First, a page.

In order to stay competitive, manufacturers across industries are integrating force sensing and pressure mapping capabilities into their machines and processes. Sensors quantify what is happening in the manufacturing process, from validating machine setup to measuring the forces on a delicate product going through the production line. These capabilities allow manufacturers to:
Many efforts have emerged to address the concept of preventing defects in manufacturing. Training and work instructions, no matter how well-executed or well-documented, can never completely prevent human error from occurring. Manufacturers striving for zero defects need mechanisms and devices like force and pressure sensors to help standardize their production and QC procedures, which can help them achieve better quality, improved yields, and lower costs. Manufacturers can deliver more in less time thus improving customer satisfaction and keeping the supply chain moving.
One global food and beverage processing company with plants around the world was implementing a corporate initiative to standardize their quality control procedures, and they needed a way to conduct evenness testing on a piece of packaging equipment. The food packaging industry must always maintain high standards for their packaging seals. These standards are to protect the consumer from tampering and/or receiving damaged product. Sealing bars are used to properly seal two parts of a package in a high temperature environment, and their proper alignment is crucial to limiting waste and ensuring quality. Operators often need to verify and measure alignment and don’t have time to wait for the system to cool down. Integrating pressure mapping technology into the user interface of the sealing machine and embedding the sealing bars with high-temperature pressure sensors saves time in machine setup and routine adjustments, reduces downtime and which eliminates risk of damaged product packaging.
Some of the manufacturer’s engineers were familiar with pressure mapping from their experience with Tekscan’s I-Scan System. They knew that the thin, flexible sensors would fit seamlessly into the machine, and that the software would provide all the interface pressure data they needed and then some. However, their vision was to deploy the solution in multiple factories, and since it would be in regular use by production technicians in a manufacturing setting for repeated procedures, they didn’t need all the software capabilities they would be looking for in R&D or product design, for example. What they really needed was a simplified solution that they could deploy at scale which would give them a simple visual interface to consistently validate machine alignment.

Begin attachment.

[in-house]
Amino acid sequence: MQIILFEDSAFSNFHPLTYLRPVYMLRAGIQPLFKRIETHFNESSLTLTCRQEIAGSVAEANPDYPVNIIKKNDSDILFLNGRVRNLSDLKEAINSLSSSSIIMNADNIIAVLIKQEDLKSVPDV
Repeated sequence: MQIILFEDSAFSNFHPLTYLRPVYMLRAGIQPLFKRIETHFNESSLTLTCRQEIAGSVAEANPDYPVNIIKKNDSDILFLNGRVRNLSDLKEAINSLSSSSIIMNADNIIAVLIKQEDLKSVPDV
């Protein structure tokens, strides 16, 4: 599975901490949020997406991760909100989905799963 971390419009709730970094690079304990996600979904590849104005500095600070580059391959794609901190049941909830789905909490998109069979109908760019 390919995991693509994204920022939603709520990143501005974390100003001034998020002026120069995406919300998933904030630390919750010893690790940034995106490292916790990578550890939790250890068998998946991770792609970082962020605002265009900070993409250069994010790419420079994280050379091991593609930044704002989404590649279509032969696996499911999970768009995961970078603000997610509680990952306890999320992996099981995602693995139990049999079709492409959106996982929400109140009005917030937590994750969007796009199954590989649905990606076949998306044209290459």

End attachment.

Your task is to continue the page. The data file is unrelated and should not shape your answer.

When they approached Tekscan about their dilemma, Tekscan suggested using the Software Development Kit (SDK) which is essentially an Application Programming Interface (API) that allows users to access the core functionality of Tekscan’s pressure mapping software, but with an output and display that is customized for their specific use. The beauty of this solution is that the manufacturer is able to use Tekscan’s sensors and hardware, but with a simple UI customized for their specific procedures.
What could this process look like for you? Play the video below for a glimpse:
Today, the manufacturer has implemented pressure mapping into machines in dozens of facilities worldwide, and continues to realize the benefit of standardizing their processes with Tekscan sensors and electronics with a customized user interface that allows them to easily verify the alignment of their machines.
There are clear benefits to incorporating pressure mapping technology into food and beverage processing applications. Other industries, including Electronic Assembly, are also prime candidates for embedding pressure mapping into their processes. Most electronic assembly processes are performed by high-precision robotic systems which are tasked with properly moving and inserting delicate components onto a circuit board. Embedding pressure mapping technology into an assembly machine can help verify that all robotic elements are interfacing properly with the circuit board components. Integrating high-resolution pressure sensors, electronics, and customized software creates a seamless procedure for this sensitive process.
Automotive manufacturers know that wind, noise, and water leaks in a new vehicle can be a significant source of customer dissatisfaction and can create a perception of poor quality, not to mention generate warranty expenses. Proper adjustment of hinges and door latches while the car is in the factory and the doors are being mounted can help prevent these problems. Previously, vehicle assembly technicians have had to guess where to position the hinges and latches. To measure the pressure of the door seal, technicians would slide a piece of paper between the body and the weather strip, to feel the amount of pull in different locations. With a pressure mapping system, assembly technicians now have an electronic “feeler” gauge that measures contact pressure, while also acting as a direct feedback mechanism. Technicians can use the gauge to help them optimize seal pressure and deflection around the door frame.
Would you like to explore how pressure mapping can you help your company improve its quality control processes? Click below to start a conversation!
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